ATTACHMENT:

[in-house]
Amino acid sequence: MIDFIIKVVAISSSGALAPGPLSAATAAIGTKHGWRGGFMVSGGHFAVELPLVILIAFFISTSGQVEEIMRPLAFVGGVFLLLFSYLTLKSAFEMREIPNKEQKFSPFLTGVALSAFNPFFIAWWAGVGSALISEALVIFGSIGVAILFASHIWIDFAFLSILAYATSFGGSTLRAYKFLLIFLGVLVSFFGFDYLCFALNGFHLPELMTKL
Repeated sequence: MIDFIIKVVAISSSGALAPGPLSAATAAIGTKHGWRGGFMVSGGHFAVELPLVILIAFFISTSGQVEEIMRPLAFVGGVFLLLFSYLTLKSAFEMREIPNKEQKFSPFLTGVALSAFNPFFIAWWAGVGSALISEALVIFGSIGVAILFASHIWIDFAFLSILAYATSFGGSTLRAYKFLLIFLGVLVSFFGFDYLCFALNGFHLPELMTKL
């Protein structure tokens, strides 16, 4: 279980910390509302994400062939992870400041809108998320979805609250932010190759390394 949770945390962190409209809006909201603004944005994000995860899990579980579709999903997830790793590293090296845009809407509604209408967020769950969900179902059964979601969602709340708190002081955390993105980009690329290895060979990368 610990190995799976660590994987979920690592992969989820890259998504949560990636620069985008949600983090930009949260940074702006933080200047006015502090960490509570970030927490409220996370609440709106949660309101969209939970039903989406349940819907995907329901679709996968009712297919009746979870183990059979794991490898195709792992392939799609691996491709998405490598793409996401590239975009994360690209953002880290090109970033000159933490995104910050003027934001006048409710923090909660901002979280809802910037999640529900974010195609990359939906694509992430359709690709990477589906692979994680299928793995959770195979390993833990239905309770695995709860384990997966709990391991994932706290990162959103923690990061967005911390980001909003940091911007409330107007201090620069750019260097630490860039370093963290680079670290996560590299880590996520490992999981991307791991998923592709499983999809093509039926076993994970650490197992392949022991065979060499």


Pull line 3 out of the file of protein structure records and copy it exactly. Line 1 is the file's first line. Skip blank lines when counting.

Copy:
Repeated sequence: MIDFIIKVVAISSSGALAPGPLSAATAAIGTKHGWRGGFMVSGGHFAVELPLVILIAFFISTSGQVEEIMRPLAFVGGVFLLLFSYLTLKSAFEMREIPNKEQKFSPFLTGVALSAFNPFFIAWWAGVGSALISEALVIFGSIGVAILFASHIWIDFAFLSILAYATSFGGSTLRAYKFLLIFLGVLVSFFGFDYLCFALNGFHLPELMTKL